He is responsible for the overall strategy and focus of the company. He keeps updated with the latest technological developments in IT & ITES industry and brings in extensive management experience to DATA NOTIC INTER NATIONAL. Mrs. Subhasmita G.is responsible for all operations related activities of the company. Additionally she also heads the HR department where she is handling all HR activities. She was working with many ITES companies in the HR department before joining Data Notic international.

Top services of the company: Software development E pub Data entry Xml / Html conversion

Various Client of the company:

We have worked for domestic client and international client for software development and BPO services. To name a few of our clients;


We have created our name in the following industry:

Financial Sector E-Publishing Sector Educational Sector

OBJECTIVE OF STUDY To know how to manage current assets and current liabilities so that satisfactory level of working capital is maintained.

To know how to manage receivable, inventory and cash. To study the different sources of financing capital. To study the operating cycle of company. To study the liquidity position of company. To study the revenue details of company To look at possible remedial measures if any on the basis of which tied-up funds in working capital could be used effectively and efficiently.

To suggest, if possible on the basis of conclusion some modification to meet the situation.

SCOPE OF STUDY The study covers all the components of revenue for the year 2009-2010 The study also deals with the various ratios imparted in the organization. The working capital is one of the dynamic and vital aspects of the business


The study covers the overall performance of the company related with the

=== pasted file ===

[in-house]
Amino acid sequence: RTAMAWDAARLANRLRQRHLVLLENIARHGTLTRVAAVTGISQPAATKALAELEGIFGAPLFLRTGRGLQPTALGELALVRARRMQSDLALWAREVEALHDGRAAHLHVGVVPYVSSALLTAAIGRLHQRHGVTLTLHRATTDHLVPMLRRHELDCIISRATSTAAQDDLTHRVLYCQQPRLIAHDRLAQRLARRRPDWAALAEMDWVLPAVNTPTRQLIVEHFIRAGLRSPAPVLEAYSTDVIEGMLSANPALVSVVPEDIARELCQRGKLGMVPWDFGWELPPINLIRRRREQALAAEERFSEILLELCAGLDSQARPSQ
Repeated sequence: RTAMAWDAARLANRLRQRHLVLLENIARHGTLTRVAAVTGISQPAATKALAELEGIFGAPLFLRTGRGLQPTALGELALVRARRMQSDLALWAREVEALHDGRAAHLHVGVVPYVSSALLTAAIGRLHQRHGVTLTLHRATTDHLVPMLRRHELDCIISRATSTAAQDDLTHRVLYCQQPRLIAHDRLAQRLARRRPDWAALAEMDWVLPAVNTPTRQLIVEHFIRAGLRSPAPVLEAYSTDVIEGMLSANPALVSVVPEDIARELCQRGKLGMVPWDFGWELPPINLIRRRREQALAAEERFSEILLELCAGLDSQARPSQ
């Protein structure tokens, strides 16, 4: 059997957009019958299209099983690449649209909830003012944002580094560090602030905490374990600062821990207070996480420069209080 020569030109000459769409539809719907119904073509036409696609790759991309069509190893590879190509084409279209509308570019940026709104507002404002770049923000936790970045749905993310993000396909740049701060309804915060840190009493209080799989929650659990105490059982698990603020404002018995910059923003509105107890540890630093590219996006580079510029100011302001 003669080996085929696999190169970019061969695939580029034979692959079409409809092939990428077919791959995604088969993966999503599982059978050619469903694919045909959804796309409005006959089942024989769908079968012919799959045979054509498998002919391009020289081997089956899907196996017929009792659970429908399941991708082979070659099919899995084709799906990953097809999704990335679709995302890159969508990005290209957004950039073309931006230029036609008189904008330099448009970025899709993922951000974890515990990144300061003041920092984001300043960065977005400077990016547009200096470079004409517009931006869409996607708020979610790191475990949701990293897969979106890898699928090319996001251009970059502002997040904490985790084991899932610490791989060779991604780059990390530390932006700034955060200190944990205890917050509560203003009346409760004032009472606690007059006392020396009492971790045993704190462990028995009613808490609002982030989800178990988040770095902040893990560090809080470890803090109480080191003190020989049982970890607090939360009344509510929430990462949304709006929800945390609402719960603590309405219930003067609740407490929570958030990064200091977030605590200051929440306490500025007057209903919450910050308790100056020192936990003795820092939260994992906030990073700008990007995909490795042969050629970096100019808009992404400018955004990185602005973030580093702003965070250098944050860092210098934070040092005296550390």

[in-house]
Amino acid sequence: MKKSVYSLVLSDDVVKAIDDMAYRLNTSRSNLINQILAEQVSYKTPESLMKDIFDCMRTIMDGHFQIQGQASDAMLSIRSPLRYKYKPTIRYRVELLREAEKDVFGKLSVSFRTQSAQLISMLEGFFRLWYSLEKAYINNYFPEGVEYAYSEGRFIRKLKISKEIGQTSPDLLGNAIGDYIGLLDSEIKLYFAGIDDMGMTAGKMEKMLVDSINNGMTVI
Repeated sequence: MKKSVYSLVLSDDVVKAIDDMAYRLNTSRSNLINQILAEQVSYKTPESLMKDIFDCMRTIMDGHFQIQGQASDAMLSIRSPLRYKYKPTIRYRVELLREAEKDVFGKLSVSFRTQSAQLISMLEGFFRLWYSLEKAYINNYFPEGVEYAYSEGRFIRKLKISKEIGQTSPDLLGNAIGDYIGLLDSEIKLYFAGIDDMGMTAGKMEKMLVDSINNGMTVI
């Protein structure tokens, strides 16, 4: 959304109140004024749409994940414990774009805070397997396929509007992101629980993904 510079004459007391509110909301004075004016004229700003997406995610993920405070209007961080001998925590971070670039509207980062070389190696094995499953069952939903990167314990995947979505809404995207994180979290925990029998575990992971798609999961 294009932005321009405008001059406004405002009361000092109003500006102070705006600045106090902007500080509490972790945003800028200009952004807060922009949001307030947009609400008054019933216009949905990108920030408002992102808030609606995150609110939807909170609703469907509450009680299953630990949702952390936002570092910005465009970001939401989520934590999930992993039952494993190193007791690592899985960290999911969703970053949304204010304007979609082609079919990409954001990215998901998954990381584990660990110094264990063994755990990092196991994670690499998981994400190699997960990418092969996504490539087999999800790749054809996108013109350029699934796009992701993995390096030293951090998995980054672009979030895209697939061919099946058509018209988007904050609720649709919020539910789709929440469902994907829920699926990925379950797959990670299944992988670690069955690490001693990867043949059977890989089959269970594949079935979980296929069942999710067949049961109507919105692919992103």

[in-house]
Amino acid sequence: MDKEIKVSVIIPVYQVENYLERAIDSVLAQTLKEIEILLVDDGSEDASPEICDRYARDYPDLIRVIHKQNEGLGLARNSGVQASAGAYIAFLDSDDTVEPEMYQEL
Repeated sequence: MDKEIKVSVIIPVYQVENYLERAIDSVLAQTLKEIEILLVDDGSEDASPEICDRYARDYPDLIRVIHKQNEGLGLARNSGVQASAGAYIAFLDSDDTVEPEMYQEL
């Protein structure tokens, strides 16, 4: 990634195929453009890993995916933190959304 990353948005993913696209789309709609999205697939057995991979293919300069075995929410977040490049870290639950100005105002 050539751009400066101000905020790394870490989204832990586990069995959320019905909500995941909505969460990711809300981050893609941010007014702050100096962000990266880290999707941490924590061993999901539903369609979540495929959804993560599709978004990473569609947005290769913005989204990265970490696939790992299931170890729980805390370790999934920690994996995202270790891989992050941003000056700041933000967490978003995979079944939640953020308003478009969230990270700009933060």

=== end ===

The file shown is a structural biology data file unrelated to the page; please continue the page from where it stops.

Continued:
revenue process

The study also deal with revenue generate from the various function of the


STATEMENT OF PROBLEM: To understand that an ongoing approach to the problem is essential and that short term responses may have negligible effect.

Data such as savings ratio, debt-to-income ratio, self-evaluation of the productivity, performance rating, and absenteeism are difficult to gather as individuals may not know the exact figures of each category or may not want to reveal this information RESEARCH METHODOLOGY Research in common parlance refers to a search

REVIEW OF LITERATURE In intention to discover the relationship between efficient revenue management and firms profitability(Shin & Soenen, 1998) used net-trade cycle (NTC) as a measure of working capital management. NTC is basically equal to the CCC whereby all three components are expressed as a percentage of sales. The reason by using NTC because it can be an easy device to estimate for additional financing needs with regard to working revenue expressed as a function of the projected sales growth. This relationship is examined using correlation and regression analysis, by industry and working capital intensity. Using a Compustat sample of 58,985 firm years covering the period 1975-1994, in all cashs, they found, a strong negative relation between the length of the firm's net-trade cycle and its profitability. In addition, shorter NTC are associated with higher risk-adjusted stock returns. In other word, (Shin & Soenen, 1998) suggest that one possible way the firm to create shareholder value is by reducing firms NTC. The study of (Shin & Soenen, 1998) consistent with later study on the same objective that done by (Deloof, 2003) by using sample of 1009 large Belgian non-financial firms for the